Having read through all of your posts, I see I can provide the perfect example:

Originally Posted by John Hewitt View Post
I think that it is the sun's data supply, as well as its energy supply, that drove evolution within a chemical environment and which led to life.
The sun's "data supply?" What in seven hells are you talking about? The sun produces no "data." It emits a limited amount of information in several spectrums. However, the only information contained in this data flow are the changing temperature patterns of the sun's radiant surface. Compared to the complexity of self-replicating systems, that is an unbelievable paucity of data.

I predict that your "data supply" will be either a poor restatement of current information and energy theory, or a supernatural concept. In other words, it will be either irrelevant or absurd.

But please; expand; explain to all and sundry what clever insights and sterling wisdom the sun dispenses on us daily.
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Old 24th January 2007, 09:21 AM   #1784
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Originally Posted by cyborg View Post
I'm 100% sure that's a meaningless statement.
The quote is from Descartes; "I doubt, therefore I doubt." It is often taken as the one iron-clad assurance of reality. Even if we are brains in vats, if we think we are doubting, we must actually be doubting.

Whether or not it applies to your discussion, I can't say. I have enough trouble tracking Hewitt and his sun-god.
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Old 24th January 2007, 09:29 AM   #1785
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Originally Posted by The Atheist View Post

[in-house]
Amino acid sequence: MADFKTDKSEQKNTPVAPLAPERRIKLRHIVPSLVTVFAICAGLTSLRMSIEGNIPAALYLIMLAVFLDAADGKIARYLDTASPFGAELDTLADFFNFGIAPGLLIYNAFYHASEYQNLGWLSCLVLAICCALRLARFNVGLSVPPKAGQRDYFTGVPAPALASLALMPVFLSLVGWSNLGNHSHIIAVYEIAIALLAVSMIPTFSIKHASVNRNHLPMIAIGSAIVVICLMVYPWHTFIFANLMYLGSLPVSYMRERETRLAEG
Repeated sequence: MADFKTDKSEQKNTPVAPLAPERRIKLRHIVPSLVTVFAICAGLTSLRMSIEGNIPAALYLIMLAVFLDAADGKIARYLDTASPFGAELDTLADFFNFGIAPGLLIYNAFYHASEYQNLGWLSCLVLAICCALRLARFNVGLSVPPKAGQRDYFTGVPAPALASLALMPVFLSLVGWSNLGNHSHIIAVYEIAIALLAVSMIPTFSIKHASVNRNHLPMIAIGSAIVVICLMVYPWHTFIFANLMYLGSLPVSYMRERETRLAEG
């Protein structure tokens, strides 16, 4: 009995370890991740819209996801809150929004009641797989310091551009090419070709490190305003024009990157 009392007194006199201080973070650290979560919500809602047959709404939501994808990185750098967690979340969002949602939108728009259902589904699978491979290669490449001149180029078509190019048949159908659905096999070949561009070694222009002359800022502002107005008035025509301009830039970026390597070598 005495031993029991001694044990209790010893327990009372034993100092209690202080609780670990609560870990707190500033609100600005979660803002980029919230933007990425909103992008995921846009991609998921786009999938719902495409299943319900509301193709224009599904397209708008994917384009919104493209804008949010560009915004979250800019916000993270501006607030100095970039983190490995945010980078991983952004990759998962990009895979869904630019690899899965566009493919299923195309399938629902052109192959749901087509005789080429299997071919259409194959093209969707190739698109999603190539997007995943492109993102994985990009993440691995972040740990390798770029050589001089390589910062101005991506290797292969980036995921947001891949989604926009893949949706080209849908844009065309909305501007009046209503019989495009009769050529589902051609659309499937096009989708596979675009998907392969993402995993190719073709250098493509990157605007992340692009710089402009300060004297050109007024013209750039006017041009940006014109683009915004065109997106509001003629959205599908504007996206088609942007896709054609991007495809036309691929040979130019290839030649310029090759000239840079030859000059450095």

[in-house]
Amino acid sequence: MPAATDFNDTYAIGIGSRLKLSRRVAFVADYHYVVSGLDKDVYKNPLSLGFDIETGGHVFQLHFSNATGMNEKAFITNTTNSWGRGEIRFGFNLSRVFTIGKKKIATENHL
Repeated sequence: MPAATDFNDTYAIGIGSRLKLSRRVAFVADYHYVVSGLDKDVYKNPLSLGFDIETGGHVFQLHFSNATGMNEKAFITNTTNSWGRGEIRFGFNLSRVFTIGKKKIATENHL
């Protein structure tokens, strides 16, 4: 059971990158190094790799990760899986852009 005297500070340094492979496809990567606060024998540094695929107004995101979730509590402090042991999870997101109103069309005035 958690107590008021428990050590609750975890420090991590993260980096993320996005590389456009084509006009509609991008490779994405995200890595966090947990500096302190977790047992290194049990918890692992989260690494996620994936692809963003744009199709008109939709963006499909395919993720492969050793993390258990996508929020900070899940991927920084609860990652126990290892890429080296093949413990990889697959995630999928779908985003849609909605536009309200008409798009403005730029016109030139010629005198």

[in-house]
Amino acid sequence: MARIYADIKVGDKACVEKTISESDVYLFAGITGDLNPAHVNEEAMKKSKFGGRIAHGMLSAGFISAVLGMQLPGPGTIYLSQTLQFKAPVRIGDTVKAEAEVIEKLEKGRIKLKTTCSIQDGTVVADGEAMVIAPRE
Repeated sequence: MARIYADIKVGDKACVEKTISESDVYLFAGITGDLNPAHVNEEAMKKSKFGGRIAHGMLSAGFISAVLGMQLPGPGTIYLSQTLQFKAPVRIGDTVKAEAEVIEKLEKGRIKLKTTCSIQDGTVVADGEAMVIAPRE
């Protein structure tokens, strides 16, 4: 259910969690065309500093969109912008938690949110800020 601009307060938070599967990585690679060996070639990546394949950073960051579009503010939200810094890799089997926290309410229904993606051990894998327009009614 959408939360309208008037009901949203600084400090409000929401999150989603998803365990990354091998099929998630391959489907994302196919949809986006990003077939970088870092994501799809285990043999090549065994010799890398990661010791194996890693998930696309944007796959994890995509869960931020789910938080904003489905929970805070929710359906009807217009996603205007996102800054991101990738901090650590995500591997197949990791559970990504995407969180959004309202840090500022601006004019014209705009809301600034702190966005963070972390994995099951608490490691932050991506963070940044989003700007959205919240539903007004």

I have said that currently nothing is a plausible explanation of abiogenesis...

I have said many times, and I'll repeat it again, that I'm pushing no barrow, other than the one which demands a fair hearing.
If you are asserting that a non-natural explanation of abiogenesis is possible... then you are pushing the same barrow as the Creationists.

Quote:
To date, John's been honest in the face of concerted attack on him personally.
You call his many evasions "honest?"

Given that we are discussing evolution with a creationist, it is perfectly fair to ask someone bashing evolution whether or not they are a creationist. To take umbrage at such a request, instead of simply saying, "no," is generally considered "the lady doth protest too much."

All he had to do was say that yes, he restricts his work to the arena of science. But as you can see, he does not think science is itself limited to the material, observable world. Or maybe not - yet another question he finds too personally offensive to answer.

Why you want to defend someone who refuses to simply answer questions with a single word is beyond me. Apparently you feel Hewitt has a right to question all of evolution, including casting aspersions on the integrity of evolutionary science, and recieve careful and complete answers; but we may not ask a question of his motivation and expect to recieve a single word.
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Old 24th January 2007, 09:35 AM   #1786
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Originally Posted by The Atheist View Post
You've also mistaken what I said about John's falsifiability. He's picked a task where if current theory is right, he is going to be shown to be wrong and badly so. IDists have the escape clause of "god made it so". John hasn't given himself that out.
As I understand it, John's peers have examined his theories and rejected them.

Yet he has not given up his theories.

In which of the above premises am I mistaken?
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Old 24th January 2007, 10:14 AM   #1787
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Originally Posted by Yahzi View Post
As I understand it, John's peers have examined his theories and rejected them.

Yet he has not given up his theories.

In which of the above premises am I mistaken?
Yahzi, look I am going to be completely clear in my reply to you here. I do not have the faintest idea what "metaphysical naturalism" is. What is more, and I say this as somebody who has read quite a few philosophy books, the branch of philosophy that interests me is epistemology, particularly scientific philosophy. I have little interest in the verbiage that comes labelled as metaphysics or ontology. So when I say "dunno" I really do mean "dunno" and you can add the implied "don't care" as well.